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Tuesday, May 01, 2007
Mistaken for a marcher
I wasn't sure what to expect at the immigration rally today in Washington, D.C. -- how big or how raucous.

But I did make sure to avoid wearing the belt with the colorful weaving I bought in Guatemala. I didn't want to seem like I was a participant instead of a journalist. But the color of my skin falsely betrayed me and I was handed leaflets and signs as I walked through the crowd.

As a Hispanic at these types of events and stories, I take full advantage of being bilingual, doing interviews for both CNN and CNN en Espanol. It's a point of pride for me to have that versatility.

The rally turned out to be a small one, only about 400 people, but colorful and with music. It wasn't angry or vitriolic, but passionate, despite the numbers.

-- By Silvio Carrillo, CNN Producer
Posted By CNN: 5:11 PM ET
  6 Comments
Didn't that bother you, being judged by the color of your skin?

I guess these rallies are so small because the illegal aliens are afraid that they will be caught and deported if they show up. Where is the INS...they should be at all of these rallies gathering up people.
Posted By Cynthia, Covington, Ga. : 5:50 PM ET
ICE should be there with empty buses to pick them up and send them back.
It has nothing to do with race, which is unfortunately and shamefully how this has become portrayed. this is about LAWS and BREAKING LAWS. THey are here Illegally, meaning, they did NOT wait in line like the rest of us to get a visa. Instead they walk with impunity.. what a disgrace this country and it's politics have become...
Posted By Christopher, San Jose, CA : 6:24 PM ET
I get handed flyers all the time for causes, nightclubs, concerts, or religions that I have no interest in. Why would that bother me and why is this CNN producer blogging about it. How can anyone be offended for being mistaken for wanting to be part of a cause when they are standing in the midst of all the other people at an event for that cause?

Let's try to logistically figure out how the INS would effectively deport people at one of these events: think about the size of the crowd, how many events are going on in the country, and how many INS agents there are available. Also, how could they pick out who is a citizen and who is not. I am a citizen and I would probably not carry around my wallet to these events (mainly because I am a student who lives on a college campus and rarely has to use his wallet, but there are many others who would avoid carrying their wallets in any large crowd situation.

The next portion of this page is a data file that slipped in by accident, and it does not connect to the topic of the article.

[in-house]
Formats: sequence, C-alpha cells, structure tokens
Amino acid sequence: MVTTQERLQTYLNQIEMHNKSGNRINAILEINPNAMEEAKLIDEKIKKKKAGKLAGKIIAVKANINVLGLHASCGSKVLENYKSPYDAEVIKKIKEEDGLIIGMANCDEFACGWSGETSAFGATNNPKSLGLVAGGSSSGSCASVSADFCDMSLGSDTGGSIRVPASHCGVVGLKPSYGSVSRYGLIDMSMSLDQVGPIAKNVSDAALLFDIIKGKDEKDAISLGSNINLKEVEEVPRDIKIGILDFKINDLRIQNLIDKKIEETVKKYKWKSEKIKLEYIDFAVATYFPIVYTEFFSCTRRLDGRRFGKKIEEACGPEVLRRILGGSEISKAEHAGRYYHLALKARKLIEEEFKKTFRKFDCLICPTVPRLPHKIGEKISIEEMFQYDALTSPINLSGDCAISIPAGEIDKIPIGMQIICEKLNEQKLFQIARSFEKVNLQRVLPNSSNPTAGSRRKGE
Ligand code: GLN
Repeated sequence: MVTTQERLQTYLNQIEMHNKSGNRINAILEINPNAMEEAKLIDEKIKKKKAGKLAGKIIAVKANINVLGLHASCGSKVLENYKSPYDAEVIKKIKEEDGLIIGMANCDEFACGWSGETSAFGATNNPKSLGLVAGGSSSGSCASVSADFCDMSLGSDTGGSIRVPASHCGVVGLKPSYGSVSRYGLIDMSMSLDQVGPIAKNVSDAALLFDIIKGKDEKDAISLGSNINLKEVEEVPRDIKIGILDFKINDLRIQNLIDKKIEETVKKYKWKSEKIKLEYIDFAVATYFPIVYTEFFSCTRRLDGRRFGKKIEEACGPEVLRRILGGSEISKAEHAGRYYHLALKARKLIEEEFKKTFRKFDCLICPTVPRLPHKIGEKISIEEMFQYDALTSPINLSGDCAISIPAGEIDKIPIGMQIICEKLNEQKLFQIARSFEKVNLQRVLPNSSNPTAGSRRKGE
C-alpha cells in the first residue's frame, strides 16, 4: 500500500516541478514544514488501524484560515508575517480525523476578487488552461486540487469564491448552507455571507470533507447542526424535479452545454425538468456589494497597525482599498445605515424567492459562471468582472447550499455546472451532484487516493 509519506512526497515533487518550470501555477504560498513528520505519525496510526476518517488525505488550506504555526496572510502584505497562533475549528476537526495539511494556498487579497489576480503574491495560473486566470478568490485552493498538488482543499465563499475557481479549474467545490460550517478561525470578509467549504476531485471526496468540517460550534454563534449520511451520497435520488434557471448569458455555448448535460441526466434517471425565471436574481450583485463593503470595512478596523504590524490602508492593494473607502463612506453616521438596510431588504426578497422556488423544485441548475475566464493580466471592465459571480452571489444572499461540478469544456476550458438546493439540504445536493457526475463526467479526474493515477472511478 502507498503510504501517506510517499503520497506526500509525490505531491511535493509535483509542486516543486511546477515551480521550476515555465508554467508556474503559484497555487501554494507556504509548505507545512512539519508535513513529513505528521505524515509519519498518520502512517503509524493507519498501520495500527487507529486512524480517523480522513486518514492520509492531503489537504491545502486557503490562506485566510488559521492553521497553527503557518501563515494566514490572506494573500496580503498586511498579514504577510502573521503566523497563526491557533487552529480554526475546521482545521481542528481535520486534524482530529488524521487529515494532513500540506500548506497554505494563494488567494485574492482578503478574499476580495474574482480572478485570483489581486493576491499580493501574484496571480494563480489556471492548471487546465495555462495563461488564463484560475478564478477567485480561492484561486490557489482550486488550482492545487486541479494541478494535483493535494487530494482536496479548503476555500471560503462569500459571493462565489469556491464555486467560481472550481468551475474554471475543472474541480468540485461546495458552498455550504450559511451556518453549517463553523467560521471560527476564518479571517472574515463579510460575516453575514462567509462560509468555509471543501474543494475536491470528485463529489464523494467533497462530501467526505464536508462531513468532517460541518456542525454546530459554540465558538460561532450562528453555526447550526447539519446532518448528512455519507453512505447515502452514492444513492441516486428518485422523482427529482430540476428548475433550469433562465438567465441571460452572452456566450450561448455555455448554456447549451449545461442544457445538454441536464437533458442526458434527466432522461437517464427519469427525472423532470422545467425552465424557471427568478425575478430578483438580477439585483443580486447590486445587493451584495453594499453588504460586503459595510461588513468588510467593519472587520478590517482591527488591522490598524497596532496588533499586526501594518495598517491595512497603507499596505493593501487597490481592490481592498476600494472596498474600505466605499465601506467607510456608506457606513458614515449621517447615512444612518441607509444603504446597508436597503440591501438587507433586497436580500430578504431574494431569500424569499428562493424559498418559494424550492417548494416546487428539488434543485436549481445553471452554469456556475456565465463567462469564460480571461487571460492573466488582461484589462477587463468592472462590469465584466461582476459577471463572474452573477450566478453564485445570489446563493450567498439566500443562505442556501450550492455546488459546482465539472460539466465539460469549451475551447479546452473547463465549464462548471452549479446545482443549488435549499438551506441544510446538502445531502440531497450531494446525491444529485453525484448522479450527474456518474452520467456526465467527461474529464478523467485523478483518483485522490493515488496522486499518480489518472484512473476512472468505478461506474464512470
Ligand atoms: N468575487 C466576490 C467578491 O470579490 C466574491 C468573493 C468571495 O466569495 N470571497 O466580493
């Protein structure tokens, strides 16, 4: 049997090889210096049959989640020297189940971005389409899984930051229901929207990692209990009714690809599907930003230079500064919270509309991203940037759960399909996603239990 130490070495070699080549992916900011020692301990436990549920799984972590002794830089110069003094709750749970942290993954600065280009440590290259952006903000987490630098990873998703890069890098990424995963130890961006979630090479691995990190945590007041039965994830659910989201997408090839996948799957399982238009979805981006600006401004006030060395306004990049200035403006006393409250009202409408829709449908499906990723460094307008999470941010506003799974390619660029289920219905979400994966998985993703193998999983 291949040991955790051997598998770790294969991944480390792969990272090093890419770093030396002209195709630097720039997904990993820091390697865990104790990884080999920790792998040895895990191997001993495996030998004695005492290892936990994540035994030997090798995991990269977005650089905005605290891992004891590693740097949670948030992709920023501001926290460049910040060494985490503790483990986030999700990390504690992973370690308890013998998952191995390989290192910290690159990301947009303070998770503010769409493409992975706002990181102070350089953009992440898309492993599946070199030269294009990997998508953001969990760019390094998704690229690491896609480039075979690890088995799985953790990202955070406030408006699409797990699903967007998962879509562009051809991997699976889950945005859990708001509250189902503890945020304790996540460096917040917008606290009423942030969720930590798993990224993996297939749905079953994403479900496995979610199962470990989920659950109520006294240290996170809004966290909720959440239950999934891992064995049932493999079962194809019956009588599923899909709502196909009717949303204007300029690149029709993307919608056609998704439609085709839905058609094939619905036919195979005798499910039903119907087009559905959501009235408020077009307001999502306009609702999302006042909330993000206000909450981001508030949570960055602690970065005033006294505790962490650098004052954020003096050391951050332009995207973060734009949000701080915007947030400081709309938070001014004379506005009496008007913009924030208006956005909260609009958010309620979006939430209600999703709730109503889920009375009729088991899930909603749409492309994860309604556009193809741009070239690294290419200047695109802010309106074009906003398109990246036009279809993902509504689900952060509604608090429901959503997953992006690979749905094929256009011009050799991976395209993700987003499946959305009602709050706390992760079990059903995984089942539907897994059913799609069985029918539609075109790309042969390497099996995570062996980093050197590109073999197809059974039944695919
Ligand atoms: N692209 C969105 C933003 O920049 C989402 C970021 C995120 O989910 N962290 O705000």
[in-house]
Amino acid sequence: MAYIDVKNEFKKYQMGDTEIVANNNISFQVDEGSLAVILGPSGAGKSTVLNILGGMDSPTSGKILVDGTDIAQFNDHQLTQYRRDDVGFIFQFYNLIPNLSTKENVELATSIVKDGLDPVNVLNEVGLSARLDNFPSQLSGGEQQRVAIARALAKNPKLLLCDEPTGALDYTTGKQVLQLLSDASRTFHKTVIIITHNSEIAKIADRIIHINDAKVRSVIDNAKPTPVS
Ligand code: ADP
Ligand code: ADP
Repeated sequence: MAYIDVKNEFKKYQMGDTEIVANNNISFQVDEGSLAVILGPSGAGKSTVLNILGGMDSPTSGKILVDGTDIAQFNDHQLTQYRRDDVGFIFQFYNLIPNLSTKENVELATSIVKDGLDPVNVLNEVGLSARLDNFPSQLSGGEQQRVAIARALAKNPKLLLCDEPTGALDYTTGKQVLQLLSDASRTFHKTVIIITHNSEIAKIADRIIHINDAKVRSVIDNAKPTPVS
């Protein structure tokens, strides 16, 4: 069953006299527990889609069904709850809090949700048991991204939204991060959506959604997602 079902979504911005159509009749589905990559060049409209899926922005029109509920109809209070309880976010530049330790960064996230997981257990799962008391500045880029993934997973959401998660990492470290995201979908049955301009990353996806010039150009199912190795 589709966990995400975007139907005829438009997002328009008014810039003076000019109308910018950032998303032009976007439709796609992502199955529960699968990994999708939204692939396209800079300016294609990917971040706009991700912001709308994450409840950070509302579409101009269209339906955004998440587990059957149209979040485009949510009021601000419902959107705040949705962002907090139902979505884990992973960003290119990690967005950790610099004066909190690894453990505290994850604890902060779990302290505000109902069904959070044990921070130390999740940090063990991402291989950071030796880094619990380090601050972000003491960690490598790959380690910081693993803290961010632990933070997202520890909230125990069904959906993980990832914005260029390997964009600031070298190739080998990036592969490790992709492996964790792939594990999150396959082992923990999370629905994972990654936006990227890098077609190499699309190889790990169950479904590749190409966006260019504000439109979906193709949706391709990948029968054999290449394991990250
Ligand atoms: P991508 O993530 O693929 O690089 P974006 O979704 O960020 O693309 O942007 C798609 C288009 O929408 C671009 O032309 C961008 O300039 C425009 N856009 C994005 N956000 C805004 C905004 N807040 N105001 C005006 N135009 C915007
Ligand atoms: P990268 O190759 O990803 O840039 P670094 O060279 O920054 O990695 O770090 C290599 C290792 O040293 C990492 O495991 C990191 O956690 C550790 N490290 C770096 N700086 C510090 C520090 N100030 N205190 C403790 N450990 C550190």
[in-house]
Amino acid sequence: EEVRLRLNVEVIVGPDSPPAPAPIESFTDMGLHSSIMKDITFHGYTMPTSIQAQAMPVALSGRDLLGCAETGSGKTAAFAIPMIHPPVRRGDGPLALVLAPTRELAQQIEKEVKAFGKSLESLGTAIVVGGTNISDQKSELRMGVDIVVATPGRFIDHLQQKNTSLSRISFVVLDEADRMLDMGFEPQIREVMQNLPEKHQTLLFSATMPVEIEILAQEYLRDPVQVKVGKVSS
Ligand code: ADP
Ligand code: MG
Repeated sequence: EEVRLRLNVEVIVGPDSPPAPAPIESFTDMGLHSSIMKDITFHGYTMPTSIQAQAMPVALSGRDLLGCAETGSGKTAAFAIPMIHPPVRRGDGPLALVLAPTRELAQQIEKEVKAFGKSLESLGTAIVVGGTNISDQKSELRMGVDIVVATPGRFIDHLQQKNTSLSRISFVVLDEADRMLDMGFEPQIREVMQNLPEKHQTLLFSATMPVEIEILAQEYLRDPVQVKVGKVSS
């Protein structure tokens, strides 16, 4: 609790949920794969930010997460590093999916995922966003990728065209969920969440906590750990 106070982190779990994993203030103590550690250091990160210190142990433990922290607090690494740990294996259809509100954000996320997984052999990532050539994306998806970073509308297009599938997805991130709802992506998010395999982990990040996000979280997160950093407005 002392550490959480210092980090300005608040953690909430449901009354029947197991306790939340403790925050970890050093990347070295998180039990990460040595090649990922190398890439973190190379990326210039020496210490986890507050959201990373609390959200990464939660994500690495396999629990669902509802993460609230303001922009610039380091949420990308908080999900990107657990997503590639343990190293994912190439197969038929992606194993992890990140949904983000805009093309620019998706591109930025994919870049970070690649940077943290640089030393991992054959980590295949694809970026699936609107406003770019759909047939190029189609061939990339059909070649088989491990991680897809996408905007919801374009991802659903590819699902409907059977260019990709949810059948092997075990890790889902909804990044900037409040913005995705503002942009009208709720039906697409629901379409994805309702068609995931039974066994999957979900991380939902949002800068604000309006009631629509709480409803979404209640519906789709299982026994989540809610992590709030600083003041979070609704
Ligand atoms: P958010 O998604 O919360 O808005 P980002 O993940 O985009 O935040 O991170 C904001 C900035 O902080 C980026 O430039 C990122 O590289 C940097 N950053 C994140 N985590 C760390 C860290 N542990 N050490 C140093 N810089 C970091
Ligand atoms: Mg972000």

You can look at my name and I won't be bothered by or get offended when you assume that I am hispanic.

I am a fair skinned hispanic who doesn't get offended when I am mistaken for an anglo.
Posted By Isaias Torres Tucson, AZ : 6:57 PM ET
Chris, Speaking of breaking laws, what about the employers that hire them illegally? Honestly, how are they excluded from such a topic?

These illegal employers are the primary source for this activity.
These employers not only cheat their workers, but each and every one of us. The net result is that these employers have a much more far reaching effect than the actions of one single undocumented immigrant. The focus should be on them, not the immigrants. I doubt we'd see any illegal hires in the public spotlight if the penalty was 15-20yrs in federal prison.

Not to mention the amount of arrests would be much smaller than that of arresting the mass of undocumented workers.

The neglection for the most part of this factor leads me to assume race is a factor in these debates. It is mind boggling why people choose to ignore it completely and focus on the immigrants.
Posted By John (college station) : 8:06 PM ET
If you were suddenly confronted by an ICE agent on the way to work in the morning, could YOU prove that you are a US citizen?
Posted By Gary Dee, Portland, Oregon : 1:56 AM ET
Everyone likes to tag opponents of illegal immigration as racist. But, why must we consider every culture other than our own as more legitimate and more worthy of understanding?

In absorbing 2 million legal immigrants and untold millions of illegals each year, the American public is being asked to absorb an unimaginable amount of cultural change. Our ancestors worked hard to build this country and we have our own internal schisms between caucasians, African-Americans, and Native Americans to overcome. Then, just when we think we're making progress, we have legions of foreign poor to take care of? We don't need this illegal problem, too.

If we want to control immigration and apportion it in a rational manner, then Mexicans should stand in line behind people from Darfur who are being starved and killed by their government. We can't care for everyone and we should allow immigration in a controlled and judicious manner.
Posted By Lee, Atlanta, GA : 10:20 AM ET
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